Many intellectuals think it may be making idiots of us and destroying American culture.

Parents and educators deplore its effect on children.

Denouncing television is a national pastime.

The quality of television was a serious concern to Americans who’d seen the influence of television grow like nothing before it.

In 1946, 8,000 homes had television sets. Today 47,000,000 homes have them. In addition 5,500,000 homes have second sets, and public places have 1,500,000. Television is virtually inescapable.

In one month this year the average American home television set was turned on for six hours a day. Maybe some of that time nobody is watching. Advertisers doubt it; they spent more than $1,5000,000,000 on television in 1959.

All that money, Martin suggested, was pressuring the networks to churn out programs with no merit other than to generate large clumps of viewers.

But Americans still expected the networks to live up to a standard of good taste and service that would earn them the license to use the “public airwaves.” But public good was being outweighed by the desire to attract advertiser with the biggest viewership possible.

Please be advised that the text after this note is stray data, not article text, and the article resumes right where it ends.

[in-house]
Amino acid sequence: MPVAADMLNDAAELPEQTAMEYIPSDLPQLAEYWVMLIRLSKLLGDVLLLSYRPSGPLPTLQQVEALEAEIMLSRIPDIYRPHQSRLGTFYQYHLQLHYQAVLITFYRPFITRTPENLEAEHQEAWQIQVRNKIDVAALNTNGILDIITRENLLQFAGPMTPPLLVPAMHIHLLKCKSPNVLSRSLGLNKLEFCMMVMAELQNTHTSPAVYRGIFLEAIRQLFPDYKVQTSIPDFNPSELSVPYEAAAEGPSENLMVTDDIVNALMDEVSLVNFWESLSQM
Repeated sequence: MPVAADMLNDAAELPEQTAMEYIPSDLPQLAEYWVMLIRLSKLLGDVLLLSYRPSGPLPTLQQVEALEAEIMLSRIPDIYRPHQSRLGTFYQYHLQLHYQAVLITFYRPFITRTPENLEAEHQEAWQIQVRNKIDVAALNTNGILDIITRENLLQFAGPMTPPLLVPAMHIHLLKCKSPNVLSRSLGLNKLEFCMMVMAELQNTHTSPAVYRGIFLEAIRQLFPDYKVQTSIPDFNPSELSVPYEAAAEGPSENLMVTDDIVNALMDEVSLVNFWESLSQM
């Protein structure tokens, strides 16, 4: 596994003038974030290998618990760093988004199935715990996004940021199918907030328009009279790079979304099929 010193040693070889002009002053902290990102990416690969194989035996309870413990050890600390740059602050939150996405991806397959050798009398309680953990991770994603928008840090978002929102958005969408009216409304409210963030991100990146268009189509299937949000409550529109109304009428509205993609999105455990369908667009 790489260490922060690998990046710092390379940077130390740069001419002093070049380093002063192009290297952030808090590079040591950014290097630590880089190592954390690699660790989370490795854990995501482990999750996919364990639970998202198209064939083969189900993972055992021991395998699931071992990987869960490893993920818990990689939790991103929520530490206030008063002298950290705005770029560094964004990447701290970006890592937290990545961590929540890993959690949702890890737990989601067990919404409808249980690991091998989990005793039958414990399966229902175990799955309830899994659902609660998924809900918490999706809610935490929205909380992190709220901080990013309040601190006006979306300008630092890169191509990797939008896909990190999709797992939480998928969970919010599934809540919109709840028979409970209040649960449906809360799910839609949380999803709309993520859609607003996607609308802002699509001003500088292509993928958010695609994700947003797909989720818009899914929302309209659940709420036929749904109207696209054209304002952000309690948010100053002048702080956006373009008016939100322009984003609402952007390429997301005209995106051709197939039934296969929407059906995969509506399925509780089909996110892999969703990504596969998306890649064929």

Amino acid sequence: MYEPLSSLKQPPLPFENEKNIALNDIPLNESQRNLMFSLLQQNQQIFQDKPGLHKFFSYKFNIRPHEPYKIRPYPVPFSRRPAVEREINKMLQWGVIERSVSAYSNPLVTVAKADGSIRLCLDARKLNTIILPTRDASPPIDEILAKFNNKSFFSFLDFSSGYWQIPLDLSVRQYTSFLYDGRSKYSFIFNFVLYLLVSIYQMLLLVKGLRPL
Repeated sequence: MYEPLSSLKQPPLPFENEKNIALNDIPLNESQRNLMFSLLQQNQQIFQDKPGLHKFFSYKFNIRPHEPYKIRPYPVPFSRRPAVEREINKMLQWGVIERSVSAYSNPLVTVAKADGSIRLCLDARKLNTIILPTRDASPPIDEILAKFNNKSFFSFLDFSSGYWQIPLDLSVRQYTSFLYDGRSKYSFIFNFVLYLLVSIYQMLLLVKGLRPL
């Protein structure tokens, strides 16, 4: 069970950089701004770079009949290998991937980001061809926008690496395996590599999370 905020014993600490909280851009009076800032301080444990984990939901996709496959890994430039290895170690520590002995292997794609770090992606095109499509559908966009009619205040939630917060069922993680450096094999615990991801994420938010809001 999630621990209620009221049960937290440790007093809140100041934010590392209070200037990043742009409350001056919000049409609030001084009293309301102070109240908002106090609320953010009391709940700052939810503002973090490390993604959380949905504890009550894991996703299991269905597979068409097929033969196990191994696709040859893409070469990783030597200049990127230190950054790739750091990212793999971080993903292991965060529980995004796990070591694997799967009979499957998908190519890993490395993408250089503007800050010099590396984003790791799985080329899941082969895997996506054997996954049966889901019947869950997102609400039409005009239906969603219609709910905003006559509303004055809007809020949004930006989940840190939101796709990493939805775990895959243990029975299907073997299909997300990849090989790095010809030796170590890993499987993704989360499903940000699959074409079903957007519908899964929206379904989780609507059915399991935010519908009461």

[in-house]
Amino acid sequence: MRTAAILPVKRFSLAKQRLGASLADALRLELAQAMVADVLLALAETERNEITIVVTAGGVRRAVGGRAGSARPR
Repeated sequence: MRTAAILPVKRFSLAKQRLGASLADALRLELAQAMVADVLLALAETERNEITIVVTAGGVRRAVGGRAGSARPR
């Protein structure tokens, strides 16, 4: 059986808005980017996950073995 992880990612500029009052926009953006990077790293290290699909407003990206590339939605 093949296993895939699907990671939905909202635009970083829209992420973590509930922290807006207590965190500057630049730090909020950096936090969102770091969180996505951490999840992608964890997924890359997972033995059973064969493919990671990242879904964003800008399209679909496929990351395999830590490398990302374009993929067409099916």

"The Government to the TV industry; FCC Chairman Newton Minow said, in effect, 'Clean your house or I will.'"

From this arises the “tyranny of ratings.” The A.C. Nielsen Company… attached an electronic device, to television sets in each of 1200 homes… mintended to represent a true sampling of American families…

Ratings have been hotly attacked.

Critics complain bitterly that ratings are abused. Ratings determine which programs stay on the air
and which go off. An evening show whose rating falls below 17 is likely to be dropped—it simply is not reaching enough people. Yet critics point out that such a program reaches more than 8,000,000 homes—can such a program be called a failure? And many things affect a program’s rating—how many local stations carried it, what programs it competed with, what program preceded it, even the weather.

LeRoy Collins, president of the National Association of Broadcasters, has said, “Ratings are a maze of statistics built from scanty facts. And they are like dope addiction in this industry. There is too much equating with the public interest what interests the public.”

One network producer was still promoting quality of programs over quantity of viewers. Fred Friendly, who would later become president of CBS, thought the FCC should be concerned that television might become a “vast wasteland.”

[Television] will get like Times Square. Times Square real estate used to have great value. But today it’s all gaudy and trashy, with jukeboxes and popcorn and junk, and much of it has lost property value and gone down, down, down. And television could go the same way.

He couldn’t have known then how prophetic was his next statement:

“If you breed a generation of Americans that wants to see excitement and violence all night, that’s all the audience you’re going to get.


POST script:

Just how bad were the prime-time programs of 1961? Some critics now consider the wasteland year to be the golden age of television, e.g.,